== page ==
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On the raw electron micrographs (A), one can find the individual protein molecules (green boxes). By taking an average of thousands of such similarly oriented particles, one can get sharp two-dimensional images (B), from which one can calculate the protein's three-dimensional structure (C). Finally, one can interpret this result by building a model of the protein (D). Image: Milena Timcenko.

2019.06.28 |

Groundbreaking cryo-electron microscopy at Aarhus University reveals the first structures of a protein that maintains cell membranes

Using cutting-edge electron microscopy, researchers from Aarhus University have determined the first structures of a lipid-flippase. The discoveries provide a better understanding of the basics of how cells work and stay healthy, and can eventually increase our knowledge of neurodegenerative diseases such as Alzheimer’s.

Green biomass has great potential as an alternative to traditional sources of protein. Hear more about the future perspectives at the conference on 25 to 27 June 2019. Photo: Anders Trærup.

2019.06.25 |

International conference at AU to put a stop to the use-and-throw-away culture

On 25 June, Aarhus University will be opening the doors to Circular Bioeconomy Days 2019. A three-day international conference focusing on developing the circular bioeconomy of the future.

A lot of water has gone under the bridge in agriculture in the past 125 years, but there is still valuable knowledge to be gleaned from the long-term manure experiments at Askov Research Station. The trials have run without interruption all that time. Stock photo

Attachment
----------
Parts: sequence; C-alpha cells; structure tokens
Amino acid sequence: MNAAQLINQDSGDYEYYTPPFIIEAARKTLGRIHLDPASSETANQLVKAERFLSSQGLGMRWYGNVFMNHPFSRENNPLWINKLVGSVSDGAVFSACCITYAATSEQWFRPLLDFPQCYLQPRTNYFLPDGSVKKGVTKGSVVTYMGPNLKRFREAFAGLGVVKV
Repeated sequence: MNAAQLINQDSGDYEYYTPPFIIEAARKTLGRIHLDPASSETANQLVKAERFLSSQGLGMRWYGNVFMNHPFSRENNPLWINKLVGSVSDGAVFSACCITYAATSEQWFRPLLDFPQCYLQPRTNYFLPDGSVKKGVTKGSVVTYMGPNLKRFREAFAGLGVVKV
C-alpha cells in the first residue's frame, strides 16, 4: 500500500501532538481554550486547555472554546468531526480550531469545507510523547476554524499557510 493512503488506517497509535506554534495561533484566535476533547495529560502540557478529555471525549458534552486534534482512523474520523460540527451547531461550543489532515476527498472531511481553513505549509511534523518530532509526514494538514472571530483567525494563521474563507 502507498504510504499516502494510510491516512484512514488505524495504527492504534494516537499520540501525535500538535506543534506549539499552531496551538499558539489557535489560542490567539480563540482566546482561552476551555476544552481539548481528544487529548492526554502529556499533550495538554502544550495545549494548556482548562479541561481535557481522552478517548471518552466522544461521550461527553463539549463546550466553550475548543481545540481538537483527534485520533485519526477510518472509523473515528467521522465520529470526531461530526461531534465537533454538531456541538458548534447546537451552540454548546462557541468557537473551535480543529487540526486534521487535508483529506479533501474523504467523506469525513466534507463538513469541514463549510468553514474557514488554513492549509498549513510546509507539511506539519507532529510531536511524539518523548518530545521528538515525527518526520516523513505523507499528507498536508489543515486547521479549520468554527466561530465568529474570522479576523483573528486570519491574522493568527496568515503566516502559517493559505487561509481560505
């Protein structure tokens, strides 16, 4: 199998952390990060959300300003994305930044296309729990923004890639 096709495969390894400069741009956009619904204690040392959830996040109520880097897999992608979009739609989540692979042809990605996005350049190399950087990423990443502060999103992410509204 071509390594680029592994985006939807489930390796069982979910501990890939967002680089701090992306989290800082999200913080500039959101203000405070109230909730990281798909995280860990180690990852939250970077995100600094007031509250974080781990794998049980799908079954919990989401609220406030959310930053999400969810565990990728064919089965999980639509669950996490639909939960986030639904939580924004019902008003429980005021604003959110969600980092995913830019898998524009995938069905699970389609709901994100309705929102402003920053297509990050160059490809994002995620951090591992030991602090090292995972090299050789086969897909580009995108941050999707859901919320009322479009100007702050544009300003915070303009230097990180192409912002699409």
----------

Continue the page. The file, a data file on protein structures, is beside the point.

2019.06.17 |

Askov long-term field experiments continue to create trailblazing knowledge

At Askov Experimental Station, 125 years of continued nutrient applications at different rates and from different sources have created a unique research platform used by Danish and international experts from widely different research areas.

Nina Lock and Troels Skrydstrup conduct research in two different research groups, but they work together on a joint endeavour: to develop sustainable catalysts that can convert CO2 into valuable resources. Photo: Dorthe Lundh
In Nina Lock's research group, the aim is to be able to capture a flue gas mixture from a chimney, drive it straight into a major facility, and convert some of the CO2 into valuable building blocks that can be reused by industry. Photo: Colourbox

2019.06.13 |

CO2 could replace fossil fuels in industry

Researchers at Aarhus University are developing new chemical technologies to reduce CO2 emissions and support the green transition in both public and private manufacturing companies.